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Salvia officianalis, as the Latin name implies, is the original aromatic foliage used for centuries to flavour stuffing, meats and even make sage tea. Of course, nothing says stuffing like good old Garden Sage.
Garden Sage rivals many of its ornamental Salvia cousins during its three to four week bloom period. Flowers of common sage are extremely attractive to butterflies and bees. There are several varieties of sage with different coloured flowers and even variegated leaves (some fine for kitchen use), although none are as hardy as the common sage. It is suitable for herb gardens, container gardening, perennial gardens, and cottage gardens.
Packet size is approximnately 2g.
Pretty Wild Seeds are registered with the Department for Environment, Food & Rural Affairs (DEFRA) under number 7529, so you can have confidence in both our products and advice. Although our products are listed in weights and acres, we can supply in additional quantities upon enquiry so if you need a larger supply, please don't hesitate to give us a call.
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We happily accept returns within 14 days from date of delivery. All returns must be received in the same condition and packaging we sent them. Postage charges will not be refunded on unwanted products.
You are solely responsible for ensuring the goods are returned to us. We will not be liable for returns that are lost in the post or lost for any other reason. If a product arrives damaged we will advise the customer how to return the item with all return costs covered by us. Replacements & refunds will be dispatched / issued on receipt of the returned items only.
Sowing; Sow indoors in March or in April to May outside. Sow seed on the surface of lightly firmed, moist seed compost in pots or trays. Press the seeds lightly into the compost but do not cover, as they need light to germinate. They will germinate in 10 to 14 days.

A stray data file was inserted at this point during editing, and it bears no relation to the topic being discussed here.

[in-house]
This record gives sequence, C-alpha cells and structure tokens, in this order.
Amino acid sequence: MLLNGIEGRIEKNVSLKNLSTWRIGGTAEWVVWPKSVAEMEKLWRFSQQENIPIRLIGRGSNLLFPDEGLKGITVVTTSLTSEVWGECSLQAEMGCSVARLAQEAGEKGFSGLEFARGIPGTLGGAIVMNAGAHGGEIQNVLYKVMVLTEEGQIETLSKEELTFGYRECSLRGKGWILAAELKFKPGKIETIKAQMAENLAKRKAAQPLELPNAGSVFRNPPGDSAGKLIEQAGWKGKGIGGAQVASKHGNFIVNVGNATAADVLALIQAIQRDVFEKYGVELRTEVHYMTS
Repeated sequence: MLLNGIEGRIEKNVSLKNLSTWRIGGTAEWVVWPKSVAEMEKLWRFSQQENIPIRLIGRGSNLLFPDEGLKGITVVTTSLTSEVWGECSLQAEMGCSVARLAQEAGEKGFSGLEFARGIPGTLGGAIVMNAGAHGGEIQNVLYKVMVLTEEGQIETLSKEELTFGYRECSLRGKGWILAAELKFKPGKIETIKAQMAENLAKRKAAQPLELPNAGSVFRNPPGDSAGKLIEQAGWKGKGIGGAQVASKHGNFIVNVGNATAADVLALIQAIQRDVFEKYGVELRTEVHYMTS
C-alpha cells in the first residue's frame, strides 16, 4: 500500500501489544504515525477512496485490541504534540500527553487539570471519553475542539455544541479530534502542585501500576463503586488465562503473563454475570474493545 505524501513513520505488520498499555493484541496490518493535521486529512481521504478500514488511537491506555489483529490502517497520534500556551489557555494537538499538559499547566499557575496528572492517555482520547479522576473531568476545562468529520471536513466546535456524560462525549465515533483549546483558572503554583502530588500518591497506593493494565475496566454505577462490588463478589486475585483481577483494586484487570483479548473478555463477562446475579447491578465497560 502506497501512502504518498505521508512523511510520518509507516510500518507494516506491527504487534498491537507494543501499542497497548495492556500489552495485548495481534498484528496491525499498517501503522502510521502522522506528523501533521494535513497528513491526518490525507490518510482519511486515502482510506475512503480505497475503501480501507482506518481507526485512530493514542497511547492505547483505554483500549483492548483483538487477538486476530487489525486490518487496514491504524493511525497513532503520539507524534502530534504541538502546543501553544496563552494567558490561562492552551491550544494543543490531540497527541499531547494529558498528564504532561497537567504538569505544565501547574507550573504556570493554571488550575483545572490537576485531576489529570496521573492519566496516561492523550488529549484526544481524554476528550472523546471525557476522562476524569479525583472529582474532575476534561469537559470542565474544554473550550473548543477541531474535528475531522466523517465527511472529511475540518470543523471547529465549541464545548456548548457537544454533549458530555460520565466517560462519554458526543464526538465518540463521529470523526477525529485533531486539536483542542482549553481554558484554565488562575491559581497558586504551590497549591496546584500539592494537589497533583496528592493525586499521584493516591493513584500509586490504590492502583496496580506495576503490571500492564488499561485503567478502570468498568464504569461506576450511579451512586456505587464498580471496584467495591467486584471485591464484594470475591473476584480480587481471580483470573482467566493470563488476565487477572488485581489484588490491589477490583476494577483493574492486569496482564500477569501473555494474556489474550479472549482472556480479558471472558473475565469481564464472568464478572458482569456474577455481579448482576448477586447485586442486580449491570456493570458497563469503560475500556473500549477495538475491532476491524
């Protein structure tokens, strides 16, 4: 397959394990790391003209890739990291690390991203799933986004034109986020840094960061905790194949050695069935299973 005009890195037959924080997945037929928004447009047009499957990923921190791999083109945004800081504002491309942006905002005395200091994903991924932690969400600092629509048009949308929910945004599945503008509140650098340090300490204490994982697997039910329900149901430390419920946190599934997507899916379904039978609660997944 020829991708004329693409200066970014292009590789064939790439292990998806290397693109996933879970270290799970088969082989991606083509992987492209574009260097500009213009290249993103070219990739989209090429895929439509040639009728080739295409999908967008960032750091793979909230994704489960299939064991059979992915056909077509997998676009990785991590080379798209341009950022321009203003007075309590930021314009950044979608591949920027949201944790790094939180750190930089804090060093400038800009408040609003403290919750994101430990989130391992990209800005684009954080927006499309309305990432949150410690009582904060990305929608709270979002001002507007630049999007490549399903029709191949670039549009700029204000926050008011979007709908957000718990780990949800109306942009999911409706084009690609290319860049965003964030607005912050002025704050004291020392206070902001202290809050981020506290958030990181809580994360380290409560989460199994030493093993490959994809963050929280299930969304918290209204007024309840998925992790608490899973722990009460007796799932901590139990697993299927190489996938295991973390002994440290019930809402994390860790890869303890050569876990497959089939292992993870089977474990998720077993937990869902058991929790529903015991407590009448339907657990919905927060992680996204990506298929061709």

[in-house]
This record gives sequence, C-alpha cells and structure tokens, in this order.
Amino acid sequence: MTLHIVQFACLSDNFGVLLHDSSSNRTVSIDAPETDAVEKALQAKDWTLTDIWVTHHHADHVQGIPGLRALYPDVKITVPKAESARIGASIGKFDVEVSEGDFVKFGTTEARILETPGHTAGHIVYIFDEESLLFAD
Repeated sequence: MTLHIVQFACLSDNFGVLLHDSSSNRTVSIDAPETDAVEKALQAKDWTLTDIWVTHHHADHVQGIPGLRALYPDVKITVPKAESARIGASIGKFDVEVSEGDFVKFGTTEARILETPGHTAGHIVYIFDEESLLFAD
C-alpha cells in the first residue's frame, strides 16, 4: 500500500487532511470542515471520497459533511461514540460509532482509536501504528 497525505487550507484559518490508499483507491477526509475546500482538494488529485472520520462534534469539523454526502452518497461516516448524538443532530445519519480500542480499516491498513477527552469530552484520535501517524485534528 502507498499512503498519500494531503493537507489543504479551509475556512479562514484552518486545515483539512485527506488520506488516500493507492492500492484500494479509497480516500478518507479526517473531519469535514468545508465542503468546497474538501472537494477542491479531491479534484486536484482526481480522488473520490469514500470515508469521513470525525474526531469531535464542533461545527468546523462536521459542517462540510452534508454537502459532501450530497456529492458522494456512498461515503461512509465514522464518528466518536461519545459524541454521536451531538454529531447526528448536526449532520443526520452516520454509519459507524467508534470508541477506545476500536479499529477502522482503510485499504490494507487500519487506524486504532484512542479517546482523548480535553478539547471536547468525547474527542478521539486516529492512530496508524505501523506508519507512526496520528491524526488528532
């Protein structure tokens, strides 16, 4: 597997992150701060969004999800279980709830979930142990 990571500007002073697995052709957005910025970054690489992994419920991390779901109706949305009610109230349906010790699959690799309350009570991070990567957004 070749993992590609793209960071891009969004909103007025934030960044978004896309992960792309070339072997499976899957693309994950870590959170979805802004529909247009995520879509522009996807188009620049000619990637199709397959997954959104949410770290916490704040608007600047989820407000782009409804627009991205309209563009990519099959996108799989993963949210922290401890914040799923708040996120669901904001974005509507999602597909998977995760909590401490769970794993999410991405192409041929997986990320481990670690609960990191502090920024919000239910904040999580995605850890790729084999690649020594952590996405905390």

Growing; Seedlings should be ready to transplant in six to eight weeks. Avoid keeping the medium too moist. Transplant to 7.5cm (3in) pots or trays. Gradually acclimatise to outdoor conditions for 10 to 15 days after all risk of frost.
Container Growing Sage; Simplicity itself – but remember to put a good layer of stones at the bottom for drainage and keep the plant on the dry side throughout its life. A feed every month with general purpose liquid plant food will be enough. Sage can be grown indoors as long as it is placed on a sunny windowsill - it will stand direct sunlight with no problems.
Care of Sage; Work in a couple of handfuls of bonemeal to the surrounding soil at the beginning and end of each summer. After the flowers die down, prune the plant to about half its size. Other than that, leave it to fend for itself.
One word of warning - in dry spells, resist the temptation to water, sage prefers dry sunny conditions. Monitor plant for root rot, if in very wet soils.
Harvesting Sage; For everyday use simply cut off the leaves with scissors or pinch off with your fingers as and when required. Sage is best used fresh, although leaves frozen in a plastic bag are an excellent alternative..
For drying large amounts of leaves, wait until after the plants have grown back after pruning blooms. Wash the plants with a fine spray of water the night before; and the next morning, when the dew has dried, cut stems as long as possible without cutting into old wood.
Hang these in bunches of three of four in a dark, dry, clean area. As soon as they are crispy dry, strip the leaves (whole, if possible) and seal them in an airtight container placed out of direct light.
Dried sage lasts almost indefinitely if stored in an airtight bottle in a dry place out of sunlight --at least until spring brings fresh, tender leaves again.